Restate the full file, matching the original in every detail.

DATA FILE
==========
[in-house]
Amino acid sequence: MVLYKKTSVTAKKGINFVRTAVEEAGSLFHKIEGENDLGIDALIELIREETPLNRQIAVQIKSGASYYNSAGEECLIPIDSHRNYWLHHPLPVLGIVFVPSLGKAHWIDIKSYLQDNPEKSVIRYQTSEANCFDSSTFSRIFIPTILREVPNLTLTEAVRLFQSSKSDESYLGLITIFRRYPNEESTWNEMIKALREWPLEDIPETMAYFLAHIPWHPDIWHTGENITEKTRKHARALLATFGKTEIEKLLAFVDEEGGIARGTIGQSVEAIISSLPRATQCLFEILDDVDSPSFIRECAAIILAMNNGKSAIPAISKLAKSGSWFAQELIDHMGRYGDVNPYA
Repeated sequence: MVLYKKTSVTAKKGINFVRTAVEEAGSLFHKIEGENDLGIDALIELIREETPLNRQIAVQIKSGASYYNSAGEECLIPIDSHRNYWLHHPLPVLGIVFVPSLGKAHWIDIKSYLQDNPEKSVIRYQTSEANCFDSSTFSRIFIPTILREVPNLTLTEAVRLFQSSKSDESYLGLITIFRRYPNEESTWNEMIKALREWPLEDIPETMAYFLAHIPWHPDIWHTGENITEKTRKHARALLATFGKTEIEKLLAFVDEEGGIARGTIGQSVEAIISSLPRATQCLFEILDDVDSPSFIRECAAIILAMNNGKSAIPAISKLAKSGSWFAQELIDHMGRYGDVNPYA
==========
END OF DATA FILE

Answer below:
[in-house]
Amino acid sequence: MVLYKKTSVTAKKGINFVRTAVEEAGSLFHKIEGENDLGIDALIELIREETPLNRQIAVQIKSGASYYNSAGEECLIPIDSHRNYWLHHPLPVLGIVFVPSLGKAHWIDIKSYLQDNPEKSVIRYQTSEANCFDSSTFSRIFIPTILREVPNLTLTEAVRLFQSSKSDESYLGLITIFRRYPNEESTWNEMIKALREWPLEDIPETMAYFLAHIPWHPDIWHTGENITEKTRKHARALLATFGKTEIEKLLAFVDEEGGIARGTIGQSVEAIISSLPRATQCLFEILDDVDSPSFIRECAAIILAMNNGKSAIPAISKLAKSGSWFAQELIDHMGRYGDVNPYA
Repeated sequence: MVLYKKTSVTAKKGINFVRTAVEEAGSLFHKIEGENDLGIDALIELIREETPLNRQIAVQIKSGASYYNSAGEECLIPIDSHRNYWLHHPLPVLGIVFVPSLGKAHWIDIKSYLQDNPEKSVIRYQTSEANCFDSSTFSRIFIPTILREVPNLTLTEAVRLFQSSKSDESYLGLITIFRRYPNEESTWNEMIKALREWPLEDIPETMAYFLAHIPWHPDIWHTGENITEKTRKHARALLATFGKTEIEKLLAFVDEEGGIARGTIGQSVEAIISSLPRATQCLFEILDDVDSPSFIRECAAIILAMNNGKSAIPAISKLAKSGSWFAQELIDHMGRYGDVNPYA